OK, so it’s probably not fair to Tim Lincecum(notes) that we won’t allow him to have a rough outing, ever. But he’s a back-to-back Cy Young Award winner, and we tend to hold those guys to high standards.
Lincecum has tied his career high in walks (5) in each of his past three starts, and he hasn’t pitched beyond the fifth inning in his last two. He allowed six hits, six runs and four stolen bases in Wednesday’s loss to Washington. His average fastball this season is just 91.3 mph, three ticks below the velocity readings we’re accustomed to.
The locals are concerned enough to write headlines like this:
If they’re asking the question, then perhaps the fantasy community should consider the issue, too. Before Lincecum’s start on Wednesday, a CSN Bay Area report suggested that he was dealing with a blister on his pitching hand. Lincecum and his manager both denied the report, but the hand itself was unavailable for comment…
Everyone wants answers on Lincecum. A blister would be an easy one, but he and Bochy both pooh-poohed a pregame television report that the pitcher was fighting a blister. But even as Lincecum was denying it was an issue, he kept his hands in his jacket pockets.
In fact, all recaps of the Giants’ loss seemed to mention the fact that his hands were hidden from view. Andrew Baggarly of the Mercury News suspects that Lincecum may not have a blister, but a recurrence of another issue:
Back in spring training, Lincecum had a cracked nail on the middle finger of his pitching hand. He even let me snap a picture of it and send it as a joke to a college buddy of mine, who was thinking of drafting Lincecum on his fantasy team. (Note to geeks, and you know who you are: This is not a public service I provide at large.)
At the time, the nail problem wasn’t serious and didn’t look too ugly. But perhaps Lincecum is dealing with the cracked nail issue again. I can’t tell you for sure, because Lincecum had both hands very conspicuously buried in the pockets of his sweatshirt while he conducted his postgame interview.
But maybe he’s not really hiding anything. Maybe he was cold. Or maybe he has plush, inviting pockets. Or maybe he’s sick of having reporters photograph his hands. Dunno.
There’s no denying that Lincecum had control problems on Wednesday, whatever the reason. As Baggarly notes, Lincecum threw only two of 14 curveballs for strikes, and one of the stray curves hit a batter. He also struggled with command of his fastball. In the early innings the heater was 92-94 mph according to Gameday, but Lincecum dialed it down in the fourth and fifth (89-91), presumably in an effort to locate. Nothing really worked. He continued his season-long inability to prevent steals, too, as the Nats were 4-for-4 on stolen base attempts. Lincecum now leads all National League pitchers in steals-allowed (12-for-12) — no simple feat for someone who doesn’t generally allow many baserunners.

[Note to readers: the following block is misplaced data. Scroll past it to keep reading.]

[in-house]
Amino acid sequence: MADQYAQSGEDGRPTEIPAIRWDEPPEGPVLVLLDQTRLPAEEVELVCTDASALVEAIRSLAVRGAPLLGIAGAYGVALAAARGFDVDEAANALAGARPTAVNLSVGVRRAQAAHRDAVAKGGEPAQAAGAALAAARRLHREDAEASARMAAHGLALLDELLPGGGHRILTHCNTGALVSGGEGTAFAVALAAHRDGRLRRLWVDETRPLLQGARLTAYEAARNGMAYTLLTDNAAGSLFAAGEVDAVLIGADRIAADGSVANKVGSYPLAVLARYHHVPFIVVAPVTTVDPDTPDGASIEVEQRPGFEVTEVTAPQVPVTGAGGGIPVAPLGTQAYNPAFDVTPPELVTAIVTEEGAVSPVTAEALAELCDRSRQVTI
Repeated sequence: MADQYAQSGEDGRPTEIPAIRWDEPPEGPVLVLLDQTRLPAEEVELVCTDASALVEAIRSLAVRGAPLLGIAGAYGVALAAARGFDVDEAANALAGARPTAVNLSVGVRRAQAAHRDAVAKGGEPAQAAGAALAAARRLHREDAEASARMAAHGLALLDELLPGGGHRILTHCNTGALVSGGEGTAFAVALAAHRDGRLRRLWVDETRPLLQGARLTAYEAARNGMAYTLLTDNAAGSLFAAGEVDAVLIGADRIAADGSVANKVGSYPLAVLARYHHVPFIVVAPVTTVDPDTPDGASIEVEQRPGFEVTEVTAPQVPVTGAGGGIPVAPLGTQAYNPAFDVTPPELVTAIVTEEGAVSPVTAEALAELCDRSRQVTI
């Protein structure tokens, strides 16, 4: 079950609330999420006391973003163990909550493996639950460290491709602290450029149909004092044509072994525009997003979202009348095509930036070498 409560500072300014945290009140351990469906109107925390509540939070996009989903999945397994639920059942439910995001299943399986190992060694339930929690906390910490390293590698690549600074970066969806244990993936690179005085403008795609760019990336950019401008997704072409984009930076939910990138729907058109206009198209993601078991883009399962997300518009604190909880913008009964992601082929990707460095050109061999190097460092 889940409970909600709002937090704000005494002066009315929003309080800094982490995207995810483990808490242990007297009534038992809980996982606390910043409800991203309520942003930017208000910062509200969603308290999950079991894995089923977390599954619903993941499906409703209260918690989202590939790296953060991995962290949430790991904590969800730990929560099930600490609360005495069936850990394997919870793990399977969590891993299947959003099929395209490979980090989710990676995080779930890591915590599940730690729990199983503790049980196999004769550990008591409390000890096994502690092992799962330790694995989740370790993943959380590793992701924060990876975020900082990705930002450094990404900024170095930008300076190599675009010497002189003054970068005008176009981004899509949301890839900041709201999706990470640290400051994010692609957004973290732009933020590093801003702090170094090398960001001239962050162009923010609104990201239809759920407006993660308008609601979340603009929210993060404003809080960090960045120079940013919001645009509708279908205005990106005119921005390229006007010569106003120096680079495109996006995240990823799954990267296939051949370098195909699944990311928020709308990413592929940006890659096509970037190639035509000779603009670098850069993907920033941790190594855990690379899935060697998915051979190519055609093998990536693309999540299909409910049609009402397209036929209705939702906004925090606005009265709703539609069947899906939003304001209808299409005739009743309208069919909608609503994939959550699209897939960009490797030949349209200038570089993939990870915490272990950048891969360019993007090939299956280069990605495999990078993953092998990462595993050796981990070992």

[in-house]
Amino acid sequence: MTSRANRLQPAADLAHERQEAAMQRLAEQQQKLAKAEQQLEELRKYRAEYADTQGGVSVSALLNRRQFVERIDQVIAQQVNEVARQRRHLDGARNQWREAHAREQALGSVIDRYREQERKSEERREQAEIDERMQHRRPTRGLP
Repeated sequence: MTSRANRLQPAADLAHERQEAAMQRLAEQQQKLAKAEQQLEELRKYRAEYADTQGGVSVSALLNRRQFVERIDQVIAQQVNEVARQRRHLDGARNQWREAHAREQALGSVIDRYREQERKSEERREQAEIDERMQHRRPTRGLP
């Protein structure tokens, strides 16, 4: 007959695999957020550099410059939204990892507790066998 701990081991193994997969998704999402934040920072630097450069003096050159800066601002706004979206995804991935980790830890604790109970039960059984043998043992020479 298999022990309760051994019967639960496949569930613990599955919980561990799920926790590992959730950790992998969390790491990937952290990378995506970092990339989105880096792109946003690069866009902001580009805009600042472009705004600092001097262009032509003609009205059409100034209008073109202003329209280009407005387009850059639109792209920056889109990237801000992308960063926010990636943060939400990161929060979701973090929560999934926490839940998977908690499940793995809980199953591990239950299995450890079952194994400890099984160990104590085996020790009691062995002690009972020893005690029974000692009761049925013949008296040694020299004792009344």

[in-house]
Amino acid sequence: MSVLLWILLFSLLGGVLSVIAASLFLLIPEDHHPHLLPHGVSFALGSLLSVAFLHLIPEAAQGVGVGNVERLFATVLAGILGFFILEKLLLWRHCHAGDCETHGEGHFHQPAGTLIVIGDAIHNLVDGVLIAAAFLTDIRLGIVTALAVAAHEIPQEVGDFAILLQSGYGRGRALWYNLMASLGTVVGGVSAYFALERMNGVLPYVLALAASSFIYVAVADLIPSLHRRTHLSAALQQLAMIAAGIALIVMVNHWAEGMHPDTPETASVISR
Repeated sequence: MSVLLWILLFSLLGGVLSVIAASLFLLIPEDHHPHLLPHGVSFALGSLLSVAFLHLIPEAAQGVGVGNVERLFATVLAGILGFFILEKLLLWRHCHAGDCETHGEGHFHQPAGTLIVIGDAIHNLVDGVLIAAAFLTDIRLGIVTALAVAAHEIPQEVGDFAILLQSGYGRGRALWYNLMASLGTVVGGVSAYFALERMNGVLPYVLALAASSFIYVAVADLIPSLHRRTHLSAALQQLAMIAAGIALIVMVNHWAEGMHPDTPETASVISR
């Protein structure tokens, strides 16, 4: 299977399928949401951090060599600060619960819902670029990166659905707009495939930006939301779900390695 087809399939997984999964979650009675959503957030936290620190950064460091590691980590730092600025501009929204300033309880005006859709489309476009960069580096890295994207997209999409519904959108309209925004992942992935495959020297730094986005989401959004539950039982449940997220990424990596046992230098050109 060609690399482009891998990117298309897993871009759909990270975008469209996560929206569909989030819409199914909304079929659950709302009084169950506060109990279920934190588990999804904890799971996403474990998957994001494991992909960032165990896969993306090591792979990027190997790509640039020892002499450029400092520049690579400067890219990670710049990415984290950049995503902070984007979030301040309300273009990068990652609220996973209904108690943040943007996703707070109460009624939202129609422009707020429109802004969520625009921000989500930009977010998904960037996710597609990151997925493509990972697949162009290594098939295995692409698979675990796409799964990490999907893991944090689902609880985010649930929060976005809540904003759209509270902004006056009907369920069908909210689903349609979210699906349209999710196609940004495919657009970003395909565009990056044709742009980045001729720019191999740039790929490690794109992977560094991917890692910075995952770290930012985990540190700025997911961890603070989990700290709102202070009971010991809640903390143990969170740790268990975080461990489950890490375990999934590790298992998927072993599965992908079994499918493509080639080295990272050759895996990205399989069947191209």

Manager Bruce Bochy had a closed-door meeting with his ace on Thursday morning, and his subsequent comments suggest that he’s more concerned about Lincecum’s focus than his health. Here are a few highlights:
"Basically, he’s fine [physically]. Like everybody in this game you’re going to have your hiccups. And Timmy, he’s a little hard on himself, I think, at times. A little frustrated. This guy has set the bar so high that he’s tough on himself when he doesn’t pitch like he’s accustomed to. … [Lincecum] has the ability to do a good job of holding onto runners, vary his
looks, sidestep and things like that. That got away from him. Got a little out of focus I think with runners on. That’s going to happen at times and as a pitcher, you learn from it. …
"There were times when he was working on his command out there, so he was trying to get the ball where he wanted it instead of letting it go. … Timmy, he’s got plenty of fastball. He was at 92 there. That’s kind of been his comfort, 91-92, which is a good fastball. What you don’t want to do is get caught in velocity, where you’re trying to add, and you lose command. I certainly don’t want him doing that. … Some of us — myself — were average players. We’re used to dealing with, you know, tough outings or at-bats, things like that. But you set the bar so high, it’s a little tougher for him, I think."
Well, that ended up being a huge block of text. Sorry. You can’t be expected to read a thing like that. I’ll tighten it up for you:
• Lincecum is apparently not hurt, might have hiccups.
• He’s paying no attention to baserunners, a problem when you walk five batters and hit another.
• His fastball is an easy 91-92 mph and he leads the league in Ks, so back off.
• Bochy thinks of himself as an average player, which is kind of a slap in the face to players who were actually league-average.
There’s no reason for serious concern here. You’ll recall that Lincecum had a miserable spring (0-2, 6.94 ERA) — which panicked a few of you — then won his first four regular season games in his usual dominant fashion (1.00 ERA, 10.7 K/9). His next start is on Monday against Ubaldo Jimenez(notes), in the must-watch pitching matchup of the year. Be there.
As MLB.com’s Chris Haft reminds us, no active pitcher has been more dominant than Lincecum through his first 100 games. But if you’re worried about the velocity thing (which could be a non-thing), I’ll happily take the Freak off your hands. I’m prepared to spend the rest of my day in trade negotiations…
Photo via US Presswire